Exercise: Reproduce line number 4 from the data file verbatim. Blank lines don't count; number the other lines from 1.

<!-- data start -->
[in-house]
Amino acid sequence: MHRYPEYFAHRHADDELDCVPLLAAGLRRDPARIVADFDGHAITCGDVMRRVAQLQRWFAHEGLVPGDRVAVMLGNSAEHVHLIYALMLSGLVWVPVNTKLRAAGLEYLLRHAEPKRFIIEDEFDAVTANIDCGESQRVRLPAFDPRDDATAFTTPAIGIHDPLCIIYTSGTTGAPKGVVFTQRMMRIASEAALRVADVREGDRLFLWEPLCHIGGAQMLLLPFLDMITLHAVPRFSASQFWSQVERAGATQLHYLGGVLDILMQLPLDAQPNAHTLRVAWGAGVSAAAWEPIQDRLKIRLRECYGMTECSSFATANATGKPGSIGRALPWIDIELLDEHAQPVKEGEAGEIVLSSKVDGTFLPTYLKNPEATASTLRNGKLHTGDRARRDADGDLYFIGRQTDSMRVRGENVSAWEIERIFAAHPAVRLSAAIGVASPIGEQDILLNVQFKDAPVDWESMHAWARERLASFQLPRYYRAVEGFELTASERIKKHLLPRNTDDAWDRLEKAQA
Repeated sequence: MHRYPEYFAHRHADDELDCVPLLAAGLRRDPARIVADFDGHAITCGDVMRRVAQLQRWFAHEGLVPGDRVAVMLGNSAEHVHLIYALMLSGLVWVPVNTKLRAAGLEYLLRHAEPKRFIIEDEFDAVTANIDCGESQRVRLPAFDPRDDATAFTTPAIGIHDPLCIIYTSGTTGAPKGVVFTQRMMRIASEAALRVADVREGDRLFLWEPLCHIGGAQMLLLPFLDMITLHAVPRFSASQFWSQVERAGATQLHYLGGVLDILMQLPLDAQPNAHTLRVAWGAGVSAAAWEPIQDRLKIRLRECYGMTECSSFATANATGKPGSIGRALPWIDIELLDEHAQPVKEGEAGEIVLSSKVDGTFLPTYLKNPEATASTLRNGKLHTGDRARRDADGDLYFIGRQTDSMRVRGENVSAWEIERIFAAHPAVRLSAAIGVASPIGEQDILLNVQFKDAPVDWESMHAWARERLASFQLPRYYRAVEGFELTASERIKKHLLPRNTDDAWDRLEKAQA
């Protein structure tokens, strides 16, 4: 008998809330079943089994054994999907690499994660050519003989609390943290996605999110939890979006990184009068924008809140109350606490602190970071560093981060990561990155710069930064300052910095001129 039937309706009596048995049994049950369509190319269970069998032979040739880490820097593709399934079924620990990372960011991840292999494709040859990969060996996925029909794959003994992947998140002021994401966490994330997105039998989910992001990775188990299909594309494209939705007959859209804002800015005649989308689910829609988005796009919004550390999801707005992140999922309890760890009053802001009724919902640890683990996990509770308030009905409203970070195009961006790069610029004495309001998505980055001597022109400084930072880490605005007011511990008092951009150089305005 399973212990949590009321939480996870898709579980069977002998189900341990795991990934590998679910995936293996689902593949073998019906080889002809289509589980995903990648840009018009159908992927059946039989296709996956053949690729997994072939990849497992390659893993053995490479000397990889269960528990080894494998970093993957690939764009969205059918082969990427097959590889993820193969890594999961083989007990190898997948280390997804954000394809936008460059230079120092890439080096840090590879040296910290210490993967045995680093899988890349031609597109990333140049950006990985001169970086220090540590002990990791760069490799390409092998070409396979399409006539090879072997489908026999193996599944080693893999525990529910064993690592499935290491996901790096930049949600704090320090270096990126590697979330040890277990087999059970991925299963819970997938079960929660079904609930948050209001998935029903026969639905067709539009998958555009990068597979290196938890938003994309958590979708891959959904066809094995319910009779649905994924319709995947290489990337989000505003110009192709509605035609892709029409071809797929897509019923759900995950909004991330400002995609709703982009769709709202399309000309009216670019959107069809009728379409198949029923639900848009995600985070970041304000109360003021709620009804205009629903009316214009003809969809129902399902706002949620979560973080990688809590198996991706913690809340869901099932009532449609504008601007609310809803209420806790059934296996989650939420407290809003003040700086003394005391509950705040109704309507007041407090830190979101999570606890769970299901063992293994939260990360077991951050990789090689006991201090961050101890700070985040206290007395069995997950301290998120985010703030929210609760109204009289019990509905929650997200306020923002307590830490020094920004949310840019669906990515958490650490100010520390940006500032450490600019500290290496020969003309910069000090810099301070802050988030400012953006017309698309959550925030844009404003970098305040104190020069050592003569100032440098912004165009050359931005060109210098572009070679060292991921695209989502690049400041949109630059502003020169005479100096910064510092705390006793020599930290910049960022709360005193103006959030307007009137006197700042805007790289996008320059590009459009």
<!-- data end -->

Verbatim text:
């Protein structure tokens, strides 16, 4: 008998809330079943089994054994999907690499994660050519003989609390943290996605999110939890979006990184009068924008809140109350606490602190970071560093981060990561990155710069930064300052910095001129 039937309706009596048995049994049950369509190319269970069998032979040739880490820097593709399934079924620990990372960011991840292999494709040859990969060996996925029909794959003994992947998140002021994401966490994330997105039998989910992001990775188990299909594309494209939705007959859209804002800015005649989308689910829609988005796009919004550390999801707005992140999922309890760890009053802001009724919902640890683990996990509770308030009905409203970070195009961006790069610029004495309001998505980055001597022109400084930072880490605005007011511990008092951009150089305005 399973212990949590009321939480996870898709579980069977002998189900341990795991990934590998679910995936293996689902593949073998019906080889002809289509589980995903990648840009018009159908992927059946039989296709996956053949690729997994072939990849497992390659893993053995490479000397990889269960528990080894494998970093993957690939764009969205059918082969990427097959590889993820193969890594999961083989007990190898997948280390997804954000394809936008460059230079120092890439080096840090590879040296910290210490993967045995680093899988890349031609597109990333140049950006990985001169970086220090540590002990990791760069490799390409092998070409396979399409006539090879072997489908026999193996599944080693893999525990529910064993690592499935290491996901790096930049949600704090320090270096990126590697979330040890277990087999059970991925299963819970997938079960929660079904609930948050209001998935029903026969639905067709539009998958555009990068597979290196938890938003994309958590979708891959959904066809094995319910009779649905994924319709995947290489990337989000505003110009192709509605035609892709029409071809797929897509019923759900995950909004991330400002995609709703982009769709709202399309000309009216670019959107069809009728379409198949029923639900848009995600985070970041304000109360003021709620009804205009629903009316214009003809969809129902399902706002949620979560973080990688809590198996991706913690809340869901099932009532449609504008601007609310809803209420806790059934296996989650939420407290809003003040700086003394005391509950705040109704309507007041407090830190979101999570606890769970299901063992293994939260990360077991951050990789090689006991201090961050101890700070985040206290007395069995997950301290998120985010703030929210609760109204009289019990509905929650997200306020923002307590830490020094920004949310840019669906990515958490650490100010520390940006500032450490600019500290290496020969003309910069000090810099301070802050988030400012953006017309698309959550925030844009404003970098305040104190020069050592003569100032440098912004165009050359931005060109210098572009070679060292991921695209989502690049400041949109630059502003020169005479100096910064510092705390006793020599930290910049960022709360005193103006959030307007009137006197700042805007790289996008320059590009459009």